Virginia Tech's defense has consistently been among the best in the ACC since the Hokies joined the league in 2004. It's one of the primary reasons the Hokies have claimed three conference titles and played for another in five seasons.
However, the Hokie D wasn't nearly as dominant in 2008 as we've been used to. While the numbers on the surface show that the Hokies were tops in the league in yards allowed per game in league play, looking deeper reveals that there was plenty of room for improvement.
In my opinion, one of the main reasons the Hokies led the ACC in yards allowed per league game is how few plays they faced. Despite playing one more conference game than 10 of the league's teams, Tech's D saw 514 plays (57.1 ppg), third fewest in the conference. By contrast, FSU faced the fewest plays during league play with 490, but saw more per game (61.3). Boston College, who like the Hokies played in the ACCCG, faced a league-high 570 plays in its nine games.
When you look at yards per game allowed, the Hokies were fifth in the ACC during league play behind Clemson, BC, UVa and Wake Forest. While 4.7 ypp is a good number, it doesn't stack up when compared to previous Tech defenses.
I think Tech's yards per carry went up in 2008 because of how good the league's run games were this season. Also, Tech lost three key players in stopping the run game in Xavier Adibi, Vince Hall and Brandon Flowers.
But the ypa jump is startling. Virginia Tech dropped to No. 9 in the ACC in 2008 after being in the top three in the ACC in ypa against its first four years. And the drop came despite the Hokies having the best pass rush in the ACC. They were able to put pressure on the QB, but still allowed tons of yards through the air.
Cornerbacks Stephan Virgil and Macho Harris had solid seasons. However, miscommunication and struggles in the middle of the secondary with Kam Chancellor and Dorian Porch/Davon Morgan led to a lot of big plays.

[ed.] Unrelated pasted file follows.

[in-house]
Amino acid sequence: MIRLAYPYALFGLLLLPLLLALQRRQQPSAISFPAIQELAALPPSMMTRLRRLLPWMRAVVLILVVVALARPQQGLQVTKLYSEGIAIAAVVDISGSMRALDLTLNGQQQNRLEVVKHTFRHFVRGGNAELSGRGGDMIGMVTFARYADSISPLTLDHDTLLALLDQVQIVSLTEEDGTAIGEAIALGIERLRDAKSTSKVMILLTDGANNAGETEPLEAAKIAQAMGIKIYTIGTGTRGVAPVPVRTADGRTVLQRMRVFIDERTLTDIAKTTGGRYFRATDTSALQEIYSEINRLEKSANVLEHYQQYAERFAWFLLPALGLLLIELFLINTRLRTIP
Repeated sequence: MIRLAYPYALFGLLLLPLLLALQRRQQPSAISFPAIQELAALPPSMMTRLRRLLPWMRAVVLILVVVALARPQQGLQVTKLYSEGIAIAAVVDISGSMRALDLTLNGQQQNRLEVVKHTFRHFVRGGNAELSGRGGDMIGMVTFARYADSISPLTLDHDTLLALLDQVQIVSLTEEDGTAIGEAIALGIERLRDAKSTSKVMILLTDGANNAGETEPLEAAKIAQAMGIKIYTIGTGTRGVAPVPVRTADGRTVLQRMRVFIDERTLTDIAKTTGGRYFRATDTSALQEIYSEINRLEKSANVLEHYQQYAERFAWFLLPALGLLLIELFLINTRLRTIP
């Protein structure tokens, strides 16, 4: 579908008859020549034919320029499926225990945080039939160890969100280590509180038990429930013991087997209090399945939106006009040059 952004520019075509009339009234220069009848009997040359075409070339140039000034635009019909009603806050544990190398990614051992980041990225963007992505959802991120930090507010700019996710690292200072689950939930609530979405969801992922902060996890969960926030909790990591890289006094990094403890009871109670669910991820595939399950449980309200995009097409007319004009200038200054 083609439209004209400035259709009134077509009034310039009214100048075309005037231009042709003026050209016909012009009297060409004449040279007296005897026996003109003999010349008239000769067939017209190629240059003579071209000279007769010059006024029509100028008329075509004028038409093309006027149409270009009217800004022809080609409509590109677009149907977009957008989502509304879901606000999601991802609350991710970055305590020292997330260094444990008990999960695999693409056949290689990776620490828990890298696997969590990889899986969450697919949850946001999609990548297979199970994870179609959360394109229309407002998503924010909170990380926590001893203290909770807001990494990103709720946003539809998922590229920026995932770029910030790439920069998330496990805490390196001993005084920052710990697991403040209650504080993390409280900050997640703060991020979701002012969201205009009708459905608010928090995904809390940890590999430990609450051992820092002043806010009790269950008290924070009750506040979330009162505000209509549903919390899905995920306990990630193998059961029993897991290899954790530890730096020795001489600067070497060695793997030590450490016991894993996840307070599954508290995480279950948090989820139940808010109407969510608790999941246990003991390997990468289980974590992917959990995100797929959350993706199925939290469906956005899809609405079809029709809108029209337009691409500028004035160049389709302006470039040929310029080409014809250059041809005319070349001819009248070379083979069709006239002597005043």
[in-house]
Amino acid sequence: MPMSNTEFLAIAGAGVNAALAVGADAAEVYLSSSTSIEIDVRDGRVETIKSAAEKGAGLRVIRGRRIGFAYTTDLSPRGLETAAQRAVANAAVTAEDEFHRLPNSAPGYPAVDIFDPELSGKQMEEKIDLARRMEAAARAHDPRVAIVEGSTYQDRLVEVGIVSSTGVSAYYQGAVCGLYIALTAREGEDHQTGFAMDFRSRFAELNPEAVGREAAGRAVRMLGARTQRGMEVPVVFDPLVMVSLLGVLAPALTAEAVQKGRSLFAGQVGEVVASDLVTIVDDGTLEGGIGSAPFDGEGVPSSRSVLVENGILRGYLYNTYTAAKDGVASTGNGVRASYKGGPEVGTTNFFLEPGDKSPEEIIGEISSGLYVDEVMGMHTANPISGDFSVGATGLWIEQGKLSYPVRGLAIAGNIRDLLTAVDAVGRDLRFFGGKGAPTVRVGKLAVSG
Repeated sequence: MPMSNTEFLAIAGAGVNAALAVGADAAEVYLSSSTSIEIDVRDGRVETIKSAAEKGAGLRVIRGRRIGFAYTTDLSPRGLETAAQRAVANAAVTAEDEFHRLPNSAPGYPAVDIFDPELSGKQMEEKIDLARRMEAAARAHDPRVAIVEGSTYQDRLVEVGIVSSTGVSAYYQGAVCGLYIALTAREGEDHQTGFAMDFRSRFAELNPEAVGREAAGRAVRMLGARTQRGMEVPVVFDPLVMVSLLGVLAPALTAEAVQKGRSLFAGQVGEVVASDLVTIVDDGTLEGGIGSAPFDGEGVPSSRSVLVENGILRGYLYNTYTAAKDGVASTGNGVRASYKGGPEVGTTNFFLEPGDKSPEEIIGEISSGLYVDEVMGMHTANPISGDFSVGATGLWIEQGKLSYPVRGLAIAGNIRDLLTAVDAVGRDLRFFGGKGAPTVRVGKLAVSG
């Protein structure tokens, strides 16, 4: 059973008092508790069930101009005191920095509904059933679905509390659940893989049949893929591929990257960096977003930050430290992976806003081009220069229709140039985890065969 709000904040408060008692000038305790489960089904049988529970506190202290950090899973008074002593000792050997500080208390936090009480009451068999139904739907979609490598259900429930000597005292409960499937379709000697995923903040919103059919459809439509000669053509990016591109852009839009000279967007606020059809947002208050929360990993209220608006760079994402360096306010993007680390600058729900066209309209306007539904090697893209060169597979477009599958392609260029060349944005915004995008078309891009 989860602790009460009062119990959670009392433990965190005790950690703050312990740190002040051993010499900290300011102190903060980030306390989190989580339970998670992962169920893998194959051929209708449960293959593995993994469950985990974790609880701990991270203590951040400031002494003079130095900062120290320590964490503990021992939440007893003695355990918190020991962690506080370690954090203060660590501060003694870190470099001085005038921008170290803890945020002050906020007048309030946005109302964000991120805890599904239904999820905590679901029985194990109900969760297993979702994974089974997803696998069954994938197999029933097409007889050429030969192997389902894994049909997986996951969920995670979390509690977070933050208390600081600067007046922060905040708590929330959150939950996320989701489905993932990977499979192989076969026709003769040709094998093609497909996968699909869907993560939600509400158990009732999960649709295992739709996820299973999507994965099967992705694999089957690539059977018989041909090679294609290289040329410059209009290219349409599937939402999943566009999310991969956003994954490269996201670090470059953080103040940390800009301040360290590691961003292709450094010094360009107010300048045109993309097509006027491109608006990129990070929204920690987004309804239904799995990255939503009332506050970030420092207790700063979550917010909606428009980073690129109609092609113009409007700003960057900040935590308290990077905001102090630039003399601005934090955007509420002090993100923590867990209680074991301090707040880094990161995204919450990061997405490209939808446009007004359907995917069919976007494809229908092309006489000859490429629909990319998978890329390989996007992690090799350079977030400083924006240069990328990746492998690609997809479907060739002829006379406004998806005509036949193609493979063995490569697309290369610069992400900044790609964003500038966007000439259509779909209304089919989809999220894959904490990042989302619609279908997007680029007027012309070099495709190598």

A lot of things have to go right for Tech's ypa number to improve in 2009. The Hokies lost Macho Harris, meaning Virgil will move to boundary corner and be left in man-to-man coverage more often than he was in 2008. The winner of the field corner derby, which right now is Rock Carmichael, will have to step up and do as good a job at the position as Virgil did last year. And, the play in the middle of the secondary has to improve.
We've seen signs of improvement from Chancellor and Porch/Morgan in the Orange Bowl (which Morgan missed) and in spring practice. However, we won't know for sure until the Hokies face Julio Jones in the Georgia Dome whether the pass defense will be better or worse this season.
Tech also gave up its highest red zone scoring percentage to ACC foes and highest third-down conversion rate in 2008. Tech's inability to halt drives on third down and keep opponents from scoring deep in their own territory probably contributed to their first three-loss ACC season.
Despite having a weaker defense than they are used to having, the Hokies were able to overcome it and win the ACC. I think some of the credit has to go to the offense for chewing up clock and keeping the defense off the field.
The rest of the credit goes to Bud Foster for how much the defense improved over the course of 2008. As scouts know, you can only rely on stats so much. But at the end of the season, the Hokie D certainly passed the eye test.